Rachel Maddow: Bennet Comes Out Punching in Pueblo

( – promoted by Colorado Pols)

CO Republican Senate candidate Ken Buck’s flip-flopping (known on the blogs as “buckpedaling”) is well known in CO. Now, the story’s gone national. Rachel Maddow showed a clip of Thursday’s Senate debate in Pueblo where US Senator Michael Bennet seems to have had enough of Ken Buck’s lies, and nails him to the wall. In the clip, Bennet uses the example of Social Security, and offers several quotes from Ken Buck where he buckpedals in different venues for different audiences. Bennet accuses Buck of changing his stand on the issues to give each audience what they want to hear. Buck denies the flip-flops, yet Michael Bennet is prepared with a steady stream of quotes. Buck cannot explain the buckpedaling.  

Maddow calls Buck’s response, “Stop, squirm, and run.” This is the Michael Bennet we love to see –Michael Bennet the fighter. Michael Bennet on fire. Michael Bennet who won’t put up with any more excrement from Ken Buck.

Perhaps even more entertaining is the newspaper reporter who seemingly was told by his boss before he went on camera, “Try to stay neutral, no matter what she says. Our readership is increasingly older and more conservative. Your job’s on the line”. The reporter will not take Maddow’s bait –instead of laughing, “Snap! Bennet kicked his Republican ass to the curb!” as many bloggers would have done, the mild-mannered reporter invents another “take”. At least Buck stands for something, he points out, even if that stand changes everyday. In true Rachel Maddow form, she schools the reporter, too.

Michael Bennet verbally punching Ken Buck in the nose. Rachel Maddow showing us how squirmy mainstream conservative newspaper reporters have to be to keep their jobs. Aaaaah…. liberal television doesn’t get much better than this.

Kudos to Michael Bennet. Kudos to Rachel Maddow. When’s the next debate?

About nancycronk

Nancy Cronk is a longtime community activist and women's leader living in Arapahoe County. Six months before the historic "red sweep" election of 2014, she was recruited to run as a "placeholder" in HD37, and managed to bring in 40K from 500 small donors, and 42% of the vote -- just one point lower than the previous candidate who ran in a presidential year.

178 Community Comments, Facebook Comments

  1. Ah Choo says:

    about the debate is completely detached from Booth’s story–wherein he tries hard to find a blow Buck landed on Bennet but can’t–while Bennet owns Buck on Social Security.

  2. JeffcoBlue says:

    He really was just desperate to get a good word in for Buck somewhere. And it wasn’t Rachel’s fault he couldn’t, outside the carefully managed pages of the Post, there’s just not a lot to work with.

  3. Ralphie says:

    last night while channel msurfing for ball games. It must have been after they put up the graphic saying who he was.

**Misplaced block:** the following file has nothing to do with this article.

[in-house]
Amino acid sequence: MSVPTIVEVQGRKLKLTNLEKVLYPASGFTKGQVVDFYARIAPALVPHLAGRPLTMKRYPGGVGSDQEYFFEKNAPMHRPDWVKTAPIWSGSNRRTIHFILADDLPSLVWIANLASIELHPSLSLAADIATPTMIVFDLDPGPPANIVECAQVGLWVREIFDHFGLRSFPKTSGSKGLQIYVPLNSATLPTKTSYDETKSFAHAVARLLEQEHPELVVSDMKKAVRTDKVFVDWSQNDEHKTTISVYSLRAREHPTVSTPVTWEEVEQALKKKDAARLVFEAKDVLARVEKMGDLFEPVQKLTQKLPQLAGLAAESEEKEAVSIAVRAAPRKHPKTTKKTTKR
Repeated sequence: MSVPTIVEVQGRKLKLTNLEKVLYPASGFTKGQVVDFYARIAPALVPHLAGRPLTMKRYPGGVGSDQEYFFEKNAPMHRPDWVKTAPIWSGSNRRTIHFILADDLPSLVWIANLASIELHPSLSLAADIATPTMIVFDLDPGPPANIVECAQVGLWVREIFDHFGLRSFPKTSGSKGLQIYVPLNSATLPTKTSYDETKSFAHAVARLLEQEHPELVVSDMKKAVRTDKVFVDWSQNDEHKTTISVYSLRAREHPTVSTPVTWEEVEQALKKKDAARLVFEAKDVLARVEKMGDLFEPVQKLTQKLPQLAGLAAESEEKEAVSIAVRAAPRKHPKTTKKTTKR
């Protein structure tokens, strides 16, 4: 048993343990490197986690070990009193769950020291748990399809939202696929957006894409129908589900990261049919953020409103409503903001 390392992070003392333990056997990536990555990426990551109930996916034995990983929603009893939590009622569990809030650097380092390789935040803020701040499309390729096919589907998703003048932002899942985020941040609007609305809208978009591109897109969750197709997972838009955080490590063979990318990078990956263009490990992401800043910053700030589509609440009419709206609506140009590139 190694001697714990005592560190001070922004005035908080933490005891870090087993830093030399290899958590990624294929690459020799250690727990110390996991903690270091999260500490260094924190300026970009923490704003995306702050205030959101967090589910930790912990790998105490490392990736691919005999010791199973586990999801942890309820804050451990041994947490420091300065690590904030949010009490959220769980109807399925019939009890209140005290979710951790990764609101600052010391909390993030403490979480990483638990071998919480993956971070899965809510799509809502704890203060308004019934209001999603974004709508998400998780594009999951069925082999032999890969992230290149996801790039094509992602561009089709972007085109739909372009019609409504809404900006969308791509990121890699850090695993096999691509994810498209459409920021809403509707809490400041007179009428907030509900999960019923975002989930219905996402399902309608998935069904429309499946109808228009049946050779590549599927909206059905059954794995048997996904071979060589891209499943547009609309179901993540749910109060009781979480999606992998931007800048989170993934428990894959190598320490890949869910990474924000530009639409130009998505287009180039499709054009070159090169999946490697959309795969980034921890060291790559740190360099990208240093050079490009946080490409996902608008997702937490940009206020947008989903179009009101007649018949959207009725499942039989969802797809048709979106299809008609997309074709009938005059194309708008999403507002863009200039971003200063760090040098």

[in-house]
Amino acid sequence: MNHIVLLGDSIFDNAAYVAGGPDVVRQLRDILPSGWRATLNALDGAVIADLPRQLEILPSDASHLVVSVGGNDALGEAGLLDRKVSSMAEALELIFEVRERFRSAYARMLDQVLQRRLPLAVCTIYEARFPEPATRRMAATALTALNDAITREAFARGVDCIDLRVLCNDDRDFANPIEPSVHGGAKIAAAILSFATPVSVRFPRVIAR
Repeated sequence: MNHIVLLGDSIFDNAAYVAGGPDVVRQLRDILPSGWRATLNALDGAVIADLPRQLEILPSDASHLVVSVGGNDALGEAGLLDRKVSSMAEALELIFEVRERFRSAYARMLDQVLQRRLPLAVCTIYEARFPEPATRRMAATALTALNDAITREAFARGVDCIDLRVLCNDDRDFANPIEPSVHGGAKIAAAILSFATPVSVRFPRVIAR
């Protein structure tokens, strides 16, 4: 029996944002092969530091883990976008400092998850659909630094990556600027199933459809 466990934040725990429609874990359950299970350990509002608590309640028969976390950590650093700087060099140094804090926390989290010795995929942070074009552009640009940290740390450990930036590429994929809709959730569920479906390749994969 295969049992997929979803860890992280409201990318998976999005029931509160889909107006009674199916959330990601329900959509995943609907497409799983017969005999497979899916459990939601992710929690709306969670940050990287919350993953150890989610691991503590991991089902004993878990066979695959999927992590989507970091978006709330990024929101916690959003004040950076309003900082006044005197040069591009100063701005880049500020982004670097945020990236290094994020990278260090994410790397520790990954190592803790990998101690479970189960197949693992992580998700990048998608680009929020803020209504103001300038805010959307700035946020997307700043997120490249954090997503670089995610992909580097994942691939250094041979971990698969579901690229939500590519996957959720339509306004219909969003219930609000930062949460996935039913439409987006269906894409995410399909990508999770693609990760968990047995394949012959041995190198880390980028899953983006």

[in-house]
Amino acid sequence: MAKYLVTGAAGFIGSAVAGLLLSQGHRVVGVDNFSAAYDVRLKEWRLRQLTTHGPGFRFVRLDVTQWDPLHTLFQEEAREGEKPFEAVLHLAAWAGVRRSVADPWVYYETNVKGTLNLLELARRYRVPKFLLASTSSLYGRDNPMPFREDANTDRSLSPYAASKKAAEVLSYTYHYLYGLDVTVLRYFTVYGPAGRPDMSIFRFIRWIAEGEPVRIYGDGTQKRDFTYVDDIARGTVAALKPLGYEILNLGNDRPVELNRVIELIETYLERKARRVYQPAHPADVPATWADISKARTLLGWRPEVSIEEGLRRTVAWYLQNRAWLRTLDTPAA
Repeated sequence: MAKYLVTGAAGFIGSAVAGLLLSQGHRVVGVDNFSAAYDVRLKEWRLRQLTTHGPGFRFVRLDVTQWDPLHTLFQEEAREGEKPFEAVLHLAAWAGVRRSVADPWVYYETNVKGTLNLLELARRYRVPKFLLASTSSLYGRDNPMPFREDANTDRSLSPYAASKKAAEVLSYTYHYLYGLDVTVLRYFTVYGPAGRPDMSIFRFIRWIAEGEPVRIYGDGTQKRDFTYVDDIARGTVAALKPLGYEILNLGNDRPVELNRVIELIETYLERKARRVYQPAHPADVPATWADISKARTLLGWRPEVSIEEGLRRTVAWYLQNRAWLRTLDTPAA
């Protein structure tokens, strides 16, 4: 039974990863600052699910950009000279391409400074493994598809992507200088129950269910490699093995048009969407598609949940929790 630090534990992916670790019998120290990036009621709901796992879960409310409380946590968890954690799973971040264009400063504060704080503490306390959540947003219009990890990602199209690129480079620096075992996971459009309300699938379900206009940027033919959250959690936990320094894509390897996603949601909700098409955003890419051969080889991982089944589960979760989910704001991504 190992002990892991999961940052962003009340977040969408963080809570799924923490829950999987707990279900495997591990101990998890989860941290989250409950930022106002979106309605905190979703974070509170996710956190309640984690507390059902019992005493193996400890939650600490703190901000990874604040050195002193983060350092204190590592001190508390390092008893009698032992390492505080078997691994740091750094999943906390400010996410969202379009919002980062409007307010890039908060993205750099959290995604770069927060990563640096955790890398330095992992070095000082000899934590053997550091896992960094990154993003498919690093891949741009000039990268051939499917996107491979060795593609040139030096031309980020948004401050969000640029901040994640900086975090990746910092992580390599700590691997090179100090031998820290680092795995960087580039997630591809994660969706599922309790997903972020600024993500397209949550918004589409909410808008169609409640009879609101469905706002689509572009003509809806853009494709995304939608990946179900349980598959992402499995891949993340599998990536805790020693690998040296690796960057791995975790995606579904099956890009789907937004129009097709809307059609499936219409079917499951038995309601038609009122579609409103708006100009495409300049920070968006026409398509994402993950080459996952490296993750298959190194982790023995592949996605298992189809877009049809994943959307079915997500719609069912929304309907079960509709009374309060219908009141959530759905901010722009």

That guy was a Denver P.O.S. reporter?  I thought he was a Buck shill.

    I guess you can be both.

  4. jimo says:

    that Bennet is in favor of cutting social security, is against more stimulus, and is demanding a balanced budget.  He’s a moderate republican and he won’t advance the progressive cause.



    • Ralphie says:

      We’d all be much better off with Buck.  Especially Boulder progressives.  You’d have something else to bitch about for the next six years.

      • jimo says:

        Vote democrat because they’re slightly less bad then republicans.  The whole system’s a fraud.  It’s undeniable that the progressive movement was far stronger when Bush was in power and it’s been neutered ever since Obama, Summers, Geitner, Bennet, et al have come to power.  Progressives don’t advance their cause by continuously electing moderate republicans.

        But, Ralphie, if you’re a moderate republican, then Bennet’s you’re guy.



          • jimo says:

            But I’m not voting for Bennet either.  Democrats will never move to the left until they realize the left won’t vote for republican nominees.  Voting for Bennet is just perpetuating the system.  Doesn’t there have to be a few minimum standards before you can vote for someone?  Don’t they have to stand for something?  Bennet is on record calling for cuts in social security, reductions in public wages, against public spending, and for a balanced budget amendment.  Other than bluster, I don’t see Buck being much worse.  Progressives must come to realize that the right of the democratic party is actually a bigger enemy than the republicans.  Why?  Because they more effectively diffuse radical movements on the left.


            • ClubTwitty says:

              Boulder is a relatively small part of it.  Politically, PRB is a bit of an anomaly relative to most CO voters.  

              • jimo says:

                are you saying that Bennet is in favor of cutting social security because it’s popular outside Boulder?  That’s not conceivable.

                Bennet represents an elite vision that the US needs to cut worker labor costs in order to compete on the world stage.  It’s not popular but it’s supported by vast sums of money – the ones that are bankrolling much of the democratic party.

                • ClubTwitty says: